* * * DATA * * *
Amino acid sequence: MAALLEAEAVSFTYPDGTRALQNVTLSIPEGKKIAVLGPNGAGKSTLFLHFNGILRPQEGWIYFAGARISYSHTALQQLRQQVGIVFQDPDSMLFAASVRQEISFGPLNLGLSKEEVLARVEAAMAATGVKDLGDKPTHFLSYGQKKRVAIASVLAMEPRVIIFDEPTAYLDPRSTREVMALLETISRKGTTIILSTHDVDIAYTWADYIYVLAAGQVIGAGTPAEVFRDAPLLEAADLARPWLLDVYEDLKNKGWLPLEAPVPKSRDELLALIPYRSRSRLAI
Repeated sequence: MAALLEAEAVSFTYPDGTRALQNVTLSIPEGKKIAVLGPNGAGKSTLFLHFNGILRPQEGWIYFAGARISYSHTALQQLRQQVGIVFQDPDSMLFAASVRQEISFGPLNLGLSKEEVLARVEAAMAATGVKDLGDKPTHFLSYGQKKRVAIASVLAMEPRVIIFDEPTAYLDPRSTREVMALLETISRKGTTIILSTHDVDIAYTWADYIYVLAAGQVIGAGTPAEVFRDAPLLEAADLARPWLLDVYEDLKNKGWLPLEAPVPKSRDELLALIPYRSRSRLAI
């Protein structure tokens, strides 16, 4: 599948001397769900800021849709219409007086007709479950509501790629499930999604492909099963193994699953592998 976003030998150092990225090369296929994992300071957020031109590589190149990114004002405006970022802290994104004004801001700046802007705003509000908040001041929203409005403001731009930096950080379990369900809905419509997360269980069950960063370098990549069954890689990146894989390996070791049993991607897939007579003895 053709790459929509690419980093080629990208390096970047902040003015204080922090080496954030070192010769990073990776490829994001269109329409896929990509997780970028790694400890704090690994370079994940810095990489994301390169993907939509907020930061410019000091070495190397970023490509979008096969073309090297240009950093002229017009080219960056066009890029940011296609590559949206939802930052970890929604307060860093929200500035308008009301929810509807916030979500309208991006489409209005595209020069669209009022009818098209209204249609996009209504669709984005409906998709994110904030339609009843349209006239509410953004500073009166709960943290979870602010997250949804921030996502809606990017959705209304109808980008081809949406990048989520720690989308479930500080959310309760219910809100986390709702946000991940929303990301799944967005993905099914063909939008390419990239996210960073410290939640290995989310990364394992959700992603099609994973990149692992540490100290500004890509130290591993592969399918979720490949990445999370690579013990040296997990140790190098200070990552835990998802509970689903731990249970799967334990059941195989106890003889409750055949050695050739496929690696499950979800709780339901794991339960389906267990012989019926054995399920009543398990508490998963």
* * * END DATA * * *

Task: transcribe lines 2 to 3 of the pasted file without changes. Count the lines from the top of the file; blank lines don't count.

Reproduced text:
Repeated sequence: MAALLEAEAVSFTYPDGTRALQNVTLSIPEGKKIAVLGPNGAGKSTLFLHFNGILRPQEGWIYFAGARISYSHTALQQLRQQVGIVFQDPDSMLFAASVRQEISFGPLNLGLSKEEVLARVEAAMAATGVKDLGDKPTHFLSYGQKKRVAIASVLAMEPRVIIFDEPTAYLDPRSTREVMALLETISRKGTTIILSTHDVDIAYTWADYIYVLAAGQVIGAGTPAEVFRDAPLLEAADLARPWLLDVYEDLKNKGWLPLEAPVPKSRDELLALIPYRSRSRLAI
């Protein structure tokens, strides 16, 4: 599948001397769900800021849709219409007086007709479950509501790629499930999604492909099963193994699953592998 976003030998150092990225090369296929994992300071957020031109590589190149990114004002405006970022802290994104004004801001700046802007705003509000908040001041929203409005403001731009930096950080379990369900809905419509997360269980069950960063370098990549069954890689990146894989390996070791049993991607897939007579003895 053709790459929509690419980093080629990208390096970047902040003015204080922090080496954030070192010769990073990776490829994001269109329409896929990509997780970028790694400890704090690994370079994940810095990489994301390169993907939509907020930061410019000091070495190397970023490509979008096969073309090297240009950093002229017009080219960056066009890029940011296609590559949206939802930052970890929604307060860093929200500035308008009301929810509807916030979500309208991006489409209005595209020069669209009022009818098209209204249609996009209504669709984005409906998709994110904030339609009843349209006239509410953004500073009166709960943290979870602010997250949804921030996502809606990017959705209304109808980008081809949406990048989520720690989308479930500080959310309760219910809100986390709702946000991940929303990301799944967005993905099914063909939008390419990239996210960073410290939640290995989310990364394992959700992603099609994973990149692992540490100290500004890509130290591993592969399918979720490949990445999370690579013990040296997990140790190098200070990552835990998802509970689903731990249970799967334990059941195989106890003889409750055949050695050739496929690696499950979800709780339901794991339960389906267990012989019926054995399920009543398990508490998963």